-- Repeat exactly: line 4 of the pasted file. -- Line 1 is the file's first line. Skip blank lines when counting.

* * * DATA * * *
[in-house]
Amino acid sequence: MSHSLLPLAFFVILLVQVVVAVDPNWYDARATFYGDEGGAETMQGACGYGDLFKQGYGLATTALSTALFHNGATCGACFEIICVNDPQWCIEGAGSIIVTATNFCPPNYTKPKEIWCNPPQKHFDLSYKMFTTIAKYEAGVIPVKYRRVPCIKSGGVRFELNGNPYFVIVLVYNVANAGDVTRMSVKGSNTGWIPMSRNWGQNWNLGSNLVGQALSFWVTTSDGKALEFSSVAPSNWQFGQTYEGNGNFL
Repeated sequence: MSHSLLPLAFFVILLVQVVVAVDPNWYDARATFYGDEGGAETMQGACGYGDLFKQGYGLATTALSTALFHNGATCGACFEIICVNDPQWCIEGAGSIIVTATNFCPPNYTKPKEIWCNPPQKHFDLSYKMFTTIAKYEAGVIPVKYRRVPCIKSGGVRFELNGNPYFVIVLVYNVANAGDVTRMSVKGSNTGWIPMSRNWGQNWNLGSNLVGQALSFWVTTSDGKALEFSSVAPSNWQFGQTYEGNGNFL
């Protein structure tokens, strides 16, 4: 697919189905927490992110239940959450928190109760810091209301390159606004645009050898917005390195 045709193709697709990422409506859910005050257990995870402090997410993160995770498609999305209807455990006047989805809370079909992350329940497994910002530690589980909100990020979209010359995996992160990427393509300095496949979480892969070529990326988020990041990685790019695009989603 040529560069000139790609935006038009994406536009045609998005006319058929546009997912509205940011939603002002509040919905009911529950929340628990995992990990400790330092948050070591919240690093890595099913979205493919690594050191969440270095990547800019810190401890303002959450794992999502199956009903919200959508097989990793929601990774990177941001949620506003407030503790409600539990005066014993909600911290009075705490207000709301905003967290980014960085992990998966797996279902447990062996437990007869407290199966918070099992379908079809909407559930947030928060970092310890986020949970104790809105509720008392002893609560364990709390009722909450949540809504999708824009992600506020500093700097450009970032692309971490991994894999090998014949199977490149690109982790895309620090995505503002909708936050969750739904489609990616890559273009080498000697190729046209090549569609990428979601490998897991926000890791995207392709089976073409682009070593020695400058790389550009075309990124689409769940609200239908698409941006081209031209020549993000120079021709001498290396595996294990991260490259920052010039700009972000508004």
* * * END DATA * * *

């Protein structure tokens, strides 16, 4: 697919189905927490992110239940959450928190109760810091209301390159606004645009050898917005390195 045709193709697709990422409506859910005050257990995870402090997410993160995770498609999305209807455990006047989805809370079909992350329940497994910002530690589980909100990020979209010359995996992160990427393509300095496949979480892969070529990326988020990041990685790019695009989603 040529560069000139790609935006038009994406536009045609998005006319058929546009997912509205940011939603002002509040919905009911529950929340628990995992990990400790330092948050070591919240690093890595099913979205493919690594050191969440270095990547800019810190401890303002959450794992999502199956009903919200959508097989990793929601990774990177941001949620506003407030503790409600539990005066014993909600911290009075705490207000709301905003967290980014960085992990998966797996279902447990062996437990007869407290199966918070099992379908079809909407559930947030928060970092310890986020949970104790809105509720008392002893609560364990709390009722909450949540809504999708824009992600506020500093700097450009970032692309971490991994894999090998014949199977490149690109982790895309620090995505503002909708936050969750739904489609990616890559273009080498000697190729046209090549569609990428979601490998897991926000890791995207392709089976073409682009070593020695400058790389550009075309990124689409769940609200239908698409941006081209031209020549993000120079021709001498290396595996294990991260490259920052010039700009972000508004």